Effect of COVID-19 Pandemic on Global Bariatric Surgery PRActiceS - The COBRAS study

Singhal, Rishi, Tahrani, Abd, Sakran, Nasser, Herrera, Miguel, Menon, Vinod, Khaitan, Manish, Foschi, Diego, Super, Jonathan, Sandvik, Jorunn, Angrisani, Luigi, Kawahaa, Nilton, Teixeira, Julio, Campos, G, Kothari, Shanu, Graham, Yitka, Ludwig, Christian and Mahawar, Kamal (2021) Effect of COVID-19 Pandemic on Global Bariatric Surgery PRActiceS - The COBRAS study. Obesity Research and Clinical Practice. ISSN 1871-403X

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Abstract

Introduction: There is a paucity of data in scientific literature on the impact of Coronavirus Disease 2019 (COVID-19) pandemic on bariatric surgery. The aim of this study was to evaluate the impact of COVID-19 pandemic on Bariatric Surgery globally.
Methods: We conducted a global online survey of bariatric surgeons between 16/04/20 – 15/05/20. The survey was endorsed by five national bariatric surgery societies and circulated amongst their memberships. Authors also shared the link through their personal networks, email groups, and social media.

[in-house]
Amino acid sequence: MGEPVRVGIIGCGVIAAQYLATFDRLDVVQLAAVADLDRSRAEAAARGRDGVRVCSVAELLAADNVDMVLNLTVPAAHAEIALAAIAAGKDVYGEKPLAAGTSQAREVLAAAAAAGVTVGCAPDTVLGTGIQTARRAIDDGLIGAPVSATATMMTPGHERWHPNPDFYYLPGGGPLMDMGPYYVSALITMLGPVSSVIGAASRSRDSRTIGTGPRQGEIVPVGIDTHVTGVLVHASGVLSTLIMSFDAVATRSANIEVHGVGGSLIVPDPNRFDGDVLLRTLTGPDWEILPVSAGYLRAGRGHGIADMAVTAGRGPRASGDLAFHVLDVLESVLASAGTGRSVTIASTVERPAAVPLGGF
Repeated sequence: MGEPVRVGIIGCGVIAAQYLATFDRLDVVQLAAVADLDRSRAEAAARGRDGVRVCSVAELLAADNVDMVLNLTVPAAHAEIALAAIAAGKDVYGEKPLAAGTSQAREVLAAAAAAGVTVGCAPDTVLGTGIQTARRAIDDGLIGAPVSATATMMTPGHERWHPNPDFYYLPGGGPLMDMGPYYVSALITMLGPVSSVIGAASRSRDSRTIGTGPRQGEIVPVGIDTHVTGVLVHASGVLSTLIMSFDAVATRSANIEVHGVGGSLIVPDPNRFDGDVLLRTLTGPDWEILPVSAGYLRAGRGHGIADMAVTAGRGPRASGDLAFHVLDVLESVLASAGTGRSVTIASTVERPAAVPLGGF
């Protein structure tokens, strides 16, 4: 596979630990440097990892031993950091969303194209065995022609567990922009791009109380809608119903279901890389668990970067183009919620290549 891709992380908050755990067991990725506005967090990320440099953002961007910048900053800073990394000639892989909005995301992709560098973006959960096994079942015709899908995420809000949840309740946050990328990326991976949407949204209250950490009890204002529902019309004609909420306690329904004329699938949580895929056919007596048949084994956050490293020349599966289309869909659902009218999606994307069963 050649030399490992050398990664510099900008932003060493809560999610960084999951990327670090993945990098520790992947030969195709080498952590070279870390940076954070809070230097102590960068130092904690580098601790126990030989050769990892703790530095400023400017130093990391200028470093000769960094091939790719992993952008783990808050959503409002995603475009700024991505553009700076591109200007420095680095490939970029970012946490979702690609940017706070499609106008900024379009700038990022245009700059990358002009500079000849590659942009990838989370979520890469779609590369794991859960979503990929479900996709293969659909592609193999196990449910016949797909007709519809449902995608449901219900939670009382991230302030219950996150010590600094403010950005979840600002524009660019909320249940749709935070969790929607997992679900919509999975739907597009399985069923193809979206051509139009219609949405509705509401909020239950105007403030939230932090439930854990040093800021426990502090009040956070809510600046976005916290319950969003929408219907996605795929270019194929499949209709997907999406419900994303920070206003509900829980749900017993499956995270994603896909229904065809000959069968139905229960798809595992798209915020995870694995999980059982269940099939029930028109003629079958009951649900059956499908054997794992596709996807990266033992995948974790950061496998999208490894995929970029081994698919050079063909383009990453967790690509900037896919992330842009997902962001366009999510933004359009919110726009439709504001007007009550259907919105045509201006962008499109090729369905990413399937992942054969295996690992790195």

Results: 703 respondents from 77 countries completed the survey. Respondents reported a drop in elective bariatric activity from a median (IQR) of 130 (60-250) procedures in 2019 to a median of 0 (0-2) between16/03/2020 and 15/04/2020 during the pandemic. The corresponding figures for emergency activity were 5 (2-10) and 0 (0-1) respectively. 441 (63%) respondents did not perform any bariatric procedures during this time period. Surgeons reported outcomes of 61 elective bariatric surgical procedures during the pandemic with 13 (21%) needing ventilation and 2 (3.3%) deaths. Of the 13 emergency bariatric procedures reported, 5 (38%) needed ventilation and 4 (31%) died. 90 (13%) surgeons reported having had to perform a bariatric surgical or endoscopic procedure without adequate Personal Protective Equipment.
Conclusions: COVID-19 pandemic led to a remarkable decline in global elective and emergency bariatric surgery activity at its beginning. Both elective and emergency procedures performed at this stage of the pandemic had considerable morbidity and mortality.

Item Type: Article
Subjects: Sciences > Nursing
Divisions: Faculty of Health Sciences and Wellbeing > School of Nursing and Health Sciences
Depositing User: Yitka Graham
Date Deposited: 21 Apr 2021 08:10
Last Modified: 26 Apr 2021 14:15
URI: http://sure.sunderland.ac.uk/id/eprint/13387
ORCID for Nasser Sakran: ORCID iD orcid.org/0000-0003-2570-7822
ORCID for Yitka Graham: ORCID iD orcid.org/0000-0002-6206-1461

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